Fundraising from Trusts and Foundations is easy – right?

Wrong !!

Too many charity staff and volunteers up and down the country assume that because trusts and foundations exist to give grants, all they need to do is to send a generic letter round to as many different trusts as possible. A sort of mass “give-us-your-cash” mail out, in other words.

The CEO of a charity Minerva once worked with adopted this approach before he engaged our services. He used to mail around 2,500 trusts each year, all with exactly the same letter. His research into their giving policies was minimal. Unsurprisingly, his hit rate was around 1 in 30, if that. Those who declined to make a grant to his charity – ie. a fair number – he dismissed as “timewasters”. Actually, he was the timewaster!

So how best to persuade trusts and foundations to support your charity?

First, research, research and research. Effective research is time-consuming and can be boring – but it is worth the effort. Start with the Directory of Grant Making Trusts (DGMT). This is an excellent publication which is regularly updated – but it is only the start. Once armed with a tranche of likely funders from DGMT, check these against their entries on the Charity Commission website, looking in particular for any contradictions. Many trusts now have their own websites, which give even better guidance than is available on the Commission’s website. Finally, making a ‘phone call to each trust is critical: not only will you have the chance to resolve any anomalies in your research so far, but contact with a member of a trust’s executive team is the start of building a long-term relationship – or of identifying that, for whatever reason, the trust is not going to make a grant to your charity, however brilliant your planned funding application may be.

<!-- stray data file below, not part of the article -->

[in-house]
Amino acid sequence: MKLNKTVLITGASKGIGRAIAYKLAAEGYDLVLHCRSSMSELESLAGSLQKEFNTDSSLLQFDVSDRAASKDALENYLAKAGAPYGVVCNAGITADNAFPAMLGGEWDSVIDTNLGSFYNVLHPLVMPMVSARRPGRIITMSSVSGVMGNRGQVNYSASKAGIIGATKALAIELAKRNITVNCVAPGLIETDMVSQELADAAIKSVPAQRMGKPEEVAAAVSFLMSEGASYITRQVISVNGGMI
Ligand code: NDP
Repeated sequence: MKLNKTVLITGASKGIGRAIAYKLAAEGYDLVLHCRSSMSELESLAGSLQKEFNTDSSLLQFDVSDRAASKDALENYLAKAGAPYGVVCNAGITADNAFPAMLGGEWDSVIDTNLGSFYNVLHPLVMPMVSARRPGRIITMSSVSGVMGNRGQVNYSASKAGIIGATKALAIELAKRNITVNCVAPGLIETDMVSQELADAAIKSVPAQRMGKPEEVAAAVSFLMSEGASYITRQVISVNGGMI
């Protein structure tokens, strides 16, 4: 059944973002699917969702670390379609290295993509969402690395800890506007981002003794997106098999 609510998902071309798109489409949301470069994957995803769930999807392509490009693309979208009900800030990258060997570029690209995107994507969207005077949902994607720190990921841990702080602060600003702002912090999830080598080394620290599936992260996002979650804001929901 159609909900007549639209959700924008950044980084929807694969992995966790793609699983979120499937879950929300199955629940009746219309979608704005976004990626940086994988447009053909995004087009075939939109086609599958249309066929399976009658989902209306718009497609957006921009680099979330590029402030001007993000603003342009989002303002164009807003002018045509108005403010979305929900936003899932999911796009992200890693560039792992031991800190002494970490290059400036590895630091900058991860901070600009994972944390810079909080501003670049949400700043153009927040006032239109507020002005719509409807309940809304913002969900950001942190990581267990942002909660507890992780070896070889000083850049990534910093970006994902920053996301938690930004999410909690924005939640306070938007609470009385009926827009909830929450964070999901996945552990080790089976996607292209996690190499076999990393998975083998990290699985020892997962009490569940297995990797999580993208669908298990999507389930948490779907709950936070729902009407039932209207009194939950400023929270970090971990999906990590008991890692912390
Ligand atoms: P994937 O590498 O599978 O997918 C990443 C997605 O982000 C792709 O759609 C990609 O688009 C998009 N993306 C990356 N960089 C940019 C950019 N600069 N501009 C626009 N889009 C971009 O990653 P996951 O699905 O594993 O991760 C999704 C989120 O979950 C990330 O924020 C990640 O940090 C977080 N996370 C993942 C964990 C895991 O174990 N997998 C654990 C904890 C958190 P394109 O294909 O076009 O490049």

Next, the application. Whilst many trusts still prefer a 2-page letter or similar, more and more have opted for on-line applications. The key difference between the two is that in a letter, you tell the trust what you think they should know – but in an application form, it is the trust which is laying down the information it requires. So having the key arguments and facts readily to hand makes on-line applications easier and quicker to complete. This sounds a blinding glimpse of the obvious – but is often forgotten!

Successful applications not only produce grants – they are also an opportunity to lay the foundations for long-term relationships with trusts and foundations. These relationships lead to greater sustainability for your charity and the opportunity to find more funders and create more relationships.

It isn’t easy – but it works.